Framed in accordance with this theory, caring about what people think is a protective process, designed to help us build a net of belongingness, which includes even distant connections, and safeguard us against the loss of love from those with whom we share our closest bonds.
Assuming that you’ve now embraced the idea that you do think of others’ thoughts and feelings and that is a good thing, I want you to direct your attention toward the people whose thoughts consume most of your time in a relative sense. The amount of time you spend thinking about another’s thoughts might be inversely related to their distance. You may spend time thinking about the thoughts of people who aren’t among your closest connections. Why might this be?
Uncertainty reduction theory—which suggests that individuals have a need to reduce uncertainty about other individuals in order to build relationships—likely accounts for much of this phenomenon. It is not only exceptionally difficult to discern the thoughts and motivations of those who are distantly connected to us.
What’s more, since these are our loosest connections, we might spend more time analyzing our interactions with them because we are most uncertain about how they think and feel. It’s also the reason we feel unease when we are left on read or ghosted in response to our social overtures.
Ghosting hits humans at one of our most vulnerable weak spots: Our desire to know. We have a need for closure. We want to know how things end. We want to understand how the world is working around us.
When someone ignores us, it leaves us wondering—and wondering can be maddening. We are left craving answers about the relationship and unable to force them to come. And when those relationships are valuable to us, our anxiety increases as the hours and days tick by.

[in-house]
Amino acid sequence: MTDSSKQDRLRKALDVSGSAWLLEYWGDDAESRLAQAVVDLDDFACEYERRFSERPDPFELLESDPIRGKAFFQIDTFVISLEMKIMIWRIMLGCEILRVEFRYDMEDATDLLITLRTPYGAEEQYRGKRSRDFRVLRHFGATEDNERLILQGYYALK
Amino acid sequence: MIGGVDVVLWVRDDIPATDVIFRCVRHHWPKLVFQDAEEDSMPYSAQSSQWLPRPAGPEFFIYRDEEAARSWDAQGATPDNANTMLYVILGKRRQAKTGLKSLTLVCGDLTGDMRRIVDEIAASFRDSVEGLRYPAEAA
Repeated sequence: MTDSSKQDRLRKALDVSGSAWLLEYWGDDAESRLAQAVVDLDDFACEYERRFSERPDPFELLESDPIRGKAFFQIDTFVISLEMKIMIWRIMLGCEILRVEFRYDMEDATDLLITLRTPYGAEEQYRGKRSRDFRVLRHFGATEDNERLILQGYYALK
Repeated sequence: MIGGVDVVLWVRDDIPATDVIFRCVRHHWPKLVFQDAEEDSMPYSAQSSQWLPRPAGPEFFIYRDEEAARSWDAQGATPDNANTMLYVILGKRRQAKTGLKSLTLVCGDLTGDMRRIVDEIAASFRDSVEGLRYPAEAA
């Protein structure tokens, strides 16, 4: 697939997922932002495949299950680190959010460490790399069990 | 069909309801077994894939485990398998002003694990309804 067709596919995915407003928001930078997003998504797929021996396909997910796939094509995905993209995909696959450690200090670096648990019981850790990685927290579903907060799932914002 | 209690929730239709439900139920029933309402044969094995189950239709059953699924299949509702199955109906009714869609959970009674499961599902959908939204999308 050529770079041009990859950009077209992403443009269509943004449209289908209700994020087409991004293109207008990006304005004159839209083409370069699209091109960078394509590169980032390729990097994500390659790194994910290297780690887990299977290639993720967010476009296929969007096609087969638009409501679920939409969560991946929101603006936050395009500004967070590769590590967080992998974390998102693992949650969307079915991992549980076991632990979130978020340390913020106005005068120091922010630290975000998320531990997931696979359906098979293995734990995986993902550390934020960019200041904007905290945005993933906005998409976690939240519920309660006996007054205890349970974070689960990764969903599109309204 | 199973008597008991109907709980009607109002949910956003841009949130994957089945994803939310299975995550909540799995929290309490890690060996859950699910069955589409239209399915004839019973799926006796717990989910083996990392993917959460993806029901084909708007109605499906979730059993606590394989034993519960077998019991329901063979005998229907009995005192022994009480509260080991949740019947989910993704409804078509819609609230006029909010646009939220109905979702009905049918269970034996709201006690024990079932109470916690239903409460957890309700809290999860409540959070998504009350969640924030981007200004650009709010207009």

But the uncertainty related to ghosting is not what really causes us pain. Certainly we want to know, but more than wanting to know, we crave human connection.
Ghosting is a signal of a weak or strained connection. So ghosting actually hits us at an even greater point of vulnerability: Our desire to belong and be loved. Ghosting is a big red flag that we might be losing someone we love or someone we wanted to love.
This is why people who are ghosted sometimes resort to desperate measures to fill their gaps in uncertainty. They might reach out multiple times to the ghoster, even when continually ignored. They might start to surveil the ghoster on social media. In this case, they are using the internet as an information source to get bits of information about how the ghoster is moving through the world.
Ghosting hurts us where we are most vulnerable. Ghosters know this, and yet they still choose to do it. If someone ghosts you, they are either playing a game or they don’t care about you right now. Sure, it’s possible they might have lost their phone or they may be super busy. But if someone really wants to talk to you, they will find a way. If they don’t, move on. Immediately. Don’t stalk them. Don’t obsess. Don’t waste a single moment scanning the internet searching for answers about whether or not they really care.
Life is short, time is precious.
Michelle Drouin, PhD is a behavioural scientist and expert on technology, relationships, couples and sexuality.